Eddie Waring was the famous voice behind BBC TV's rugby league coverage
The story of legendary Dewsbury rugby league commentator and TV entertainer Eddie Waring has been told on West Yorkshire's TV screens this week.
A new documentary traced the history of rugby league while telling the story of the ups and downs of Waring's life.
Tony Parker, the programme's executive producer, says that while Eddie was well-loved he was also controversial.
He explains: "As Eddie's star rose he also became one of the game's most divisive figures."
As well as rugby league, Eddie also starred on It's a Knockout
The documentary, Eddie Waring: Mr Rugby League, was shown on BBC Four on Tuesday 7 September and it marked the 100th year since Eddie was born in Dewsbury.
Featuring interviews with Eddie's son, his biographer, a historian and former BBC Sport executives, the programme shows how he began his career as a typewriter salesman in Dewsbury before becoming a journalist covering rugby league games.
While working as a reporter he also managed Dewsbury boys' team, who he renamed the Black Knights, and he eventually went on to manage Dewsbury RLFC during the Second World War.
His biggest achievement as manager during this period was to lead the team to victory in both the Championship and the Challenge Cup.
With these victories under his belt, Waring went on to join the BBC as the voice of rugby league, covering cup finals, internationals and league games for Sportsview and Grandstand.
Tony Parker says he was a man ahead of his time: "Eddie is the man who introduced millions of TV viewers to rugby league - a 'national treasure' who evangelised about a sport he loved.
"But Eddie was much more than a hired voice: he was an entrepreneur, a fixer, a manager and a visionary who wanted to take the game to a new level beyond its north of England heartland."
But Tony says Waring was not liked by everyone: "For some he was 'Uncle Eddie', a warm and friendly voice of the north. For others he was a negative northern stereotype who was failing to take the game seriously.
"Appearances on shows like Morecambe And Wise and It's A Knockout took his career to a new level.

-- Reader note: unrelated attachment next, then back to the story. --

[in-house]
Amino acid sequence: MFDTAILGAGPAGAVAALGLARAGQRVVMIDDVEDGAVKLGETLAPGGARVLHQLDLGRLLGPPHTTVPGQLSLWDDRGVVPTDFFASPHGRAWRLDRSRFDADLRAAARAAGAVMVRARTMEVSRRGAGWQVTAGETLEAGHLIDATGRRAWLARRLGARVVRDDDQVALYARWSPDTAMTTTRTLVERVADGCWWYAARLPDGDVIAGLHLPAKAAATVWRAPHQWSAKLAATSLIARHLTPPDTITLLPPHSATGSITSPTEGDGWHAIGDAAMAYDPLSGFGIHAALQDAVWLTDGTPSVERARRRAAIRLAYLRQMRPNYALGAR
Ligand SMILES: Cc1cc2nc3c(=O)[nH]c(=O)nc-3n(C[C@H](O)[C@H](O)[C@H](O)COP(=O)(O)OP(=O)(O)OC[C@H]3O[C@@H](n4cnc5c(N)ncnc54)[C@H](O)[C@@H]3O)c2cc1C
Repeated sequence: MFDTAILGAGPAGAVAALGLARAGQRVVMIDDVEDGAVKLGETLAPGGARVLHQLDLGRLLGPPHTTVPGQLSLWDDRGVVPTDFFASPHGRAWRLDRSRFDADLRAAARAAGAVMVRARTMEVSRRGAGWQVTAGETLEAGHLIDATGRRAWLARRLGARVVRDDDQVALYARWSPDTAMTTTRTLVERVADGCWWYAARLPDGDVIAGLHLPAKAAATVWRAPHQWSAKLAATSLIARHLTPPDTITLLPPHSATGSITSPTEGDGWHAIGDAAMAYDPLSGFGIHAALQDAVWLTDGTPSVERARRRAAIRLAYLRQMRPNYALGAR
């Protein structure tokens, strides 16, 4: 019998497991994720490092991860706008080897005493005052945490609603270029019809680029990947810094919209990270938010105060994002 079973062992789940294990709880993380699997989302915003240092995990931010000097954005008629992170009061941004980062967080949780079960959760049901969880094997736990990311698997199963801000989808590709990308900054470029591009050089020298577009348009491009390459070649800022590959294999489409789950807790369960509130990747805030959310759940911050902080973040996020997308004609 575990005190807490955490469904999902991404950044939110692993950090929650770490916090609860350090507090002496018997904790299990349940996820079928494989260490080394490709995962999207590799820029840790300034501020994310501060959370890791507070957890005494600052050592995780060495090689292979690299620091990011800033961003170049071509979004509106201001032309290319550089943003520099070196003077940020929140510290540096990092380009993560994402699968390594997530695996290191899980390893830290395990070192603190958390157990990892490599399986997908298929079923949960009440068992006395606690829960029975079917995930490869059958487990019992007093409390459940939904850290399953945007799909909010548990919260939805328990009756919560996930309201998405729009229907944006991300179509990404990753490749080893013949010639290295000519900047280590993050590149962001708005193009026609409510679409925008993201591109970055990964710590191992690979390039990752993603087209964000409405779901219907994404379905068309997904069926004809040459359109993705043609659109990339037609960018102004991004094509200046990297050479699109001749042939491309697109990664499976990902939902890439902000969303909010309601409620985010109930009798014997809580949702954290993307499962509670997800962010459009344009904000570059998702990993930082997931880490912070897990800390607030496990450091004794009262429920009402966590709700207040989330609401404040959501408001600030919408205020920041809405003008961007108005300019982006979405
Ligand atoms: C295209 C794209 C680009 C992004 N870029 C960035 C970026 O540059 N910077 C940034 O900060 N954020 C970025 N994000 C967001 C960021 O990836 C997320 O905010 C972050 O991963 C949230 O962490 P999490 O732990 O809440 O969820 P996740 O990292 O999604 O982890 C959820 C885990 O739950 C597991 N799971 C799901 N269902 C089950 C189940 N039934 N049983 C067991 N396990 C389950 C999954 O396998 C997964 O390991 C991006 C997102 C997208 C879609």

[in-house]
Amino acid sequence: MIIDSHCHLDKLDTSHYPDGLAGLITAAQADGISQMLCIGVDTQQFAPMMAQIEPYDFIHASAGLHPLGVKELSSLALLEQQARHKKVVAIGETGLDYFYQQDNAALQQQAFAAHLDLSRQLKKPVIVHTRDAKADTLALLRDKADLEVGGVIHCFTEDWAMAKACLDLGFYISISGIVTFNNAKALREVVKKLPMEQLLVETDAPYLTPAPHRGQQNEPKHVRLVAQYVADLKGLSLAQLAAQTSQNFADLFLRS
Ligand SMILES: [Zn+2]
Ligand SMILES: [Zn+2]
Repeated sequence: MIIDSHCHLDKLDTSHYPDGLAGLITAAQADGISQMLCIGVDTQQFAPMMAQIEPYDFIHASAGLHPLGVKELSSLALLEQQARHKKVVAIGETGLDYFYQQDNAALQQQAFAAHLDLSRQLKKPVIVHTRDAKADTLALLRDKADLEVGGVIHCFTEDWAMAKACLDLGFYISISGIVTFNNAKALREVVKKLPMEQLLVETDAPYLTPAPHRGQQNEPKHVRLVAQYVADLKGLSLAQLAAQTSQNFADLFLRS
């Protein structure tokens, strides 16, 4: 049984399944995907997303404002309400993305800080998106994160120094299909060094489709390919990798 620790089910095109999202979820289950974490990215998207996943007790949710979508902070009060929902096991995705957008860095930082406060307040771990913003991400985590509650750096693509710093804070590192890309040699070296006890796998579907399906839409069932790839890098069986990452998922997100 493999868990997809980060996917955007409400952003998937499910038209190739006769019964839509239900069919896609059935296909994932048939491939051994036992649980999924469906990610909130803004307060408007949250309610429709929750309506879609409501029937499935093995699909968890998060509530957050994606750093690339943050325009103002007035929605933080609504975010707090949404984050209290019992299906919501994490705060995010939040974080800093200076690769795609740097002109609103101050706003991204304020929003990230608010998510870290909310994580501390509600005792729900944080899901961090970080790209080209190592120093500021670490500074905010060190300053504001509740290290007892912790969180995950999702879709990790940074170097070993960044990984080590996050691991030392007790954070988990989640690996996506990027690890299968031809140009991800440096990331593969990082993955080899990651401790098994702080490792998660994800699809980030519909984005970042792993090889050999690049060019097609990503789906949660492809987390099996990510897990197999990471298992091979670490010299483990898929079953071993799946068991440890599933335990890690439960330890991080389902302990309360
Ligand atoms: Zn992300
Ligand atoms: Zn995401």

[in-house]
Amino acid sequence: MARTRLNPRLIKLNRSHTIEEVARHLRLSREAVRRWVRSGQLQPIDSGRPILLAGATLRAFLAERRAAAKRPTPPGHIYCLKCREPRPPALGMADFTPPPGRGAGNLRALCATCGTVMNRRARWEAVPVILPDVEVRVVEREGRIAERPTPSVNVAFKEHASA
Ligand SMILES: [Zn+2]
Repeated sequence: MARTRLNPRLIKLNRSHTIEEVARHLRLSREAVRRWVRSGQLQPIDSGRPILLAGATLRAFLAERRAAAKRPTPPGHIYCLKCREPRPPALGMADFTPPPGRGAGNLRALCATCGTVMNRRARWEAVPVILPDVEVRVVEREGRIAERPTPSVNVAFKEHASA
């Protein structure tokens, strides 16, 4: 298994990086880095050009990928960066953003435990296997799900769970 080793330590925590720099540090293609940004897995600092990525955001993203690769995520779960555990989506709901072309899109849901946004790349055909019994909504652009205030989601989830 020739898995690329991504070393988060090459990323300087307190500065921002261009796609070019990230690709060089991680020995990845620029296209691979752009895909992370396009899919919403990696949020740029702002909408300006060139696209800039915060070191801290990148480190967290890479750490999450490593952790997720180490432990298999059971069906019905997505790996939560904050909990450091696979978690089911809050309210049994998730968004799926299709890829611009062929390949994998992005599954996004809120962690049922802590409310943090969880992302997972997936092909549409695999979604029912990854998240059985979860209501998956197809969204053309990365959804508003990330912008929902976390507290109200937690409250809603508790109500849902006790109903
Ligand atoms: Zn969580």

"But for some fans this was a step too far. They thought Eddie was becoming a figure of ridicule - viewers were laughing at him and the sport of rugby league."
The programme explores how a damning report by a firm of management consultants recommended several changes to the game of rugby league and was critical of the BBC's coverage, saying it was bad for the game.
In 1976 a group called the 1895 Club claimed 11,000 fans had signed a petition asking for the removal of Eddie and for changes in the way the game was portrayed.
In the documentary, 1895 Club member Phil Pennington says: "He actually got in the way of the game being properly presented. You felt you were being patronised.
"Eddie sort of embodied a north of England that had probably disappeared by the end of the Second World War. This was the 1970s, remember."
Eddie Waring's biographer Tony Hannan says: "There's a conflict between Eddie himself, who feels he's evangelising the sport and spreading the game, helping it to expand, and the people who are actually involved in rugby league in the north of England who don't see it that way at all."
The BBC disputed the number of people who had signed the petition, dismissed many of the points and stressed Eddie had never been more popular.
However, the documentary suggests that for Eddie the damage had been done.
Sadly, Eddie died at High Royds psychiatric hospital in Leeds in 1986 after suffering from dementia.
Eddie was a much-loved commentator and TV star in the 1960s and 1970s
A decade later, the rugby Super League was formed and the game finally had a new image, something which the BBC Four documentary claims Eddie would have recognised.
Historian Tony Collins says: "The way in which it adopted the nicknames, brought in the razzmatazz, attracted families on the basis of the match day experience with lots of things going on at the ground, that was the type of thing Eddie was arguing for in the 1940s.
"That demonstrates how far ahead of his time he really was."
And Waring's biographer Tony Hannan says: "It's really easy to overlook the entrepreneurial nature of the man and the fact that he was actually a visionary.
"Yes, he was an entertainer, but first and foremost he was a rugby league man.
"He was a rugby league man both of his time and a rugby league man who was ahead of his time."